40 Days for Life launches Fort Worth vigil, points to increased abortion funding

By Joan Kurkowski-Gillen

Correspondent

North Texas Catholic

September 28, 2012

David Bereit, founder and national director of 40 Days for Life addresses the 300 people gathered for the launch of the Fort Worth Campaign. (photo by Joan Kurkowski-Gillen)

David Bereit, founder and national director of 40 Days
for Life addresses the 300 people gathered for the
launch of the Fort Worth Campaign. (photo by Joan
Kurkowski-Gillen)

We’re weeks away from one of the most important elections our nation has ever faced.It’s also the season leading up to the 40th anniversary of Roe v. Wade. There’s never been a more important time to pray and fast for our nation and for an end to abortion.”

That’s the message David Bereit, delivered to more than 300 people who turned out for the Sept. 26 rally launching Fort Worth’s 40 Days For Life campaign. Focused on shutting down the abortion industry, the event uses prayer, fasting, peaceful vigils, and community outreach to change hearts and minds.

Started in 2004 by Bereit, a Texas A&M University graduate, the campaign has grown from a 40-day prayer vigil outside an abortion clinic in College Station, to an international movement. Touted as the largest, most expansive 40 Days for Life operation to date, the 2012 campaign includes 316 locations in 49 U.S. cities and 15 countries.

In Fort Worth, a 24-hour-a-day sidewalk prayer vigil is planned from Sept. 26 to Nov.4 outside an abortion clinic at 301 S. Henderson St. Participants can sign up for one- and two-hour shifts by logging onto www.40daysfortworth.com and clicking on “get involved.”  

During the kick-off rally, Bereit told the crowd that every 24 seconds in the United States, “a boy or girl made in the image and likeness of God, perishes by an abortionist’s knife under the banner of choice.”

Approximately 77,000 abortions are performed each year in Texas. Of that number, 5,852 take place in Tarrant County.

“It’s a crisis that leaves a tremendous path of destruction. And, at the forefront of the crisis, is this organization,” the national director of 40 Days for Life said, pointing at a Planned Parenthood clinic from the bed of a pickup truck.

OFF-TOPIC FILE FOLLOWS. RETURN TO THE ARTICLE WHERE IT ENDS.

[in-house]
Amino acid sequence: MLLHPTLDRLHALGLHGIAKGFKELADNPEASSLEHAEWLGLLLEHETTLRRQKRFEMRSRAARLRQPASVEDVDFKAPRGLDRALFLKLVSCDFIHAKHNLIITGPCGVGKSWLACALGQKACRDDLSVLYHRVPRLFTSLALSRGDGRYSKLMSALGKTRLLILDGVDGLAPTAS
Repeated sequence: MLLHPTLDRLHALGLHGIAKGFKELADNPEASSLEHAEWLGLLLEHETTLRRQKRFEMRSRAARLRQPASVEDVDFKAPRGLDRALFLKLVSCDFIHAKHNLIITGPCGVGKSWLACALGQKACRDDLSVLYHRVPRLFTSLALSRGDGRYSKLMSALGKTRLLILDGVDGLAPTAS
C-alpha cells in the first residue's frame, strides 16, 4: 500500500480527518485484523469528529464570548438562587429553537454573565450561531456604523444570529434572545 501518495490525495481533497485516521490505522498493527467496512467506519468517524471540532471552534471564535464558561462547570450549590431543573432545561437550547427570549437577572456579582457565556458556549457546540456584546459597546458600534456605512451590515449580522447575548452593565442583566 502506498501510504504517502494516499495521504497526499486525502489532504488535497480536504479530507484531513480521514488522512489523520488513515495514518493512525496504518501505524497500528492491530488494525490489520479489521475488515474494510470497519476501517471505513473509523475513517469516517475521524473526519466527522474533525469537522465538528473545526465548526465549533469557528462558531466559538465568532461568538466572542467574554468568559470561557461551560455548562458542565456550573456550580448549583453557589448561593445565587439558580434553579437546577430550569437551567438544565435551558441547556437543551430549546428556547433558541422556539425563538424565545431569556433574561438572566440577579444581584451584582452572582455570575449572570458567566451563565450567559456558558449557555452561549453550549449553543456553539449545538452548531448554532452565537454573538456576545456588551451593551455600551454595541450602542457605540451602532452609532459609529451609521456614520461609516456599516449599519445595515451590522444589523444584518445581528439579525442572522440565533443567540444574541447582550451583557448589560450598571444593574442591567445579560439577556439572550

One of every four abortions in the United States is performed at a clinic operated by Planned Parenthood — an organization that receives $487.4 million in taxpayer dollars. Under the current presidential administration, funding from the federal government increased $100 million.

“You and I are literally being forced to underwrite an organization that is systematically destroying this

Some of the 300 people gathered for the launch listen as David Bereit speaks. (photo by Joan Kurkowski-Gillen)

Some of the 300 people gathered for the launch listen
as David Bereit speaks. (photo by Joan Kurkowski-Gillen)

nation’s future one boy, one girl, one mother, and one father at a time,” Bereit said forcefully.

Overwhelming statistics can generate despair, he admitted.

“But I didn’t come here tonight to do that,” the speaker continued. “We gather here tonight because we have great hope. And that hope comes from the Author of life and the Creator of all of us.”

Kathryn Perez listened as the speaker motivated his audience to action. The 24-year-old is a first time participant in 40 Days for Life but no stranger to standing up for the unborn. As a high school student, she received a three-day suspension after presenting a project about abortion in speech class.

“The teacher thought my pictures were too graphic,” she remembered. “I was just trying to show the reality of it. My peers supported me, but the adults weren’t happy.”

Now a mother herself, the St. Patrick parishioner plans to spend several hours in prayer outside the abortion clinic during the campaign.

“It’s important that our generation gets involved so we can change the future,” Perez said. “Prayer can do that.”

Father Christopher Stainbrook attended the pro-life gathering with several parishioners from St. Mary of the Assumption Church and the Ordinariate Catholic community of St. Timothy. If people don’t work to protect the most vulnerable members of society, then no one is safe, he told the North Texas Catholic.

“We always think of martyrs as people who give up their lives for something but the word ‘martyr’ means ‘witness,’” the pastor explained. “What we’re doing, in a very small way, is becoming a martyr for the terrible crime of abortion. We’re witnesses, counterculturally, for the Catholic faith and the belief that every life is precious.”

A volunteer signs up to maintain a prayer vigil at the site of the Planned Parenthood abortion clinic. (photo by Joan Kurkowski-Gillen)

A volunteer signs up to maintain a prayer vigil at the
site of the Planned Parenthood abortion clinic. (photo
by Joan Kurkowski-Gillen)

As vigil participants continued to sign up for duty shifts, the founder of the 40 Days for Life campaign encouraged listeners to make their stand against abortion personal.

 “There are people in your schools and church carrying the pain of abortion. Somebody you know has been affected,” he assured.

Since organizing that first prayer vigil in College Station eight years ago, Bereit has met three babies saved because of his effort.

“My prayer as you engage in this 40 Days for Life, is that you do everything you can to speak for those who cannot speak for themselves,” he urged. “ And I hope you too, one day, will hold in your arms a little boy or little girl who is alive because of your faithfulness.”

Young woman signs up for a time to pray outside the abortion clinic.We’re weeks away from one of the most important elections our nation has ever faced.It’s also the season leading up to the 40th anniversary of Roe v. Wade. There’s never been a more important time to pray and fast for our nation and for an end to abortion.”

Published (until 12/12/2012)
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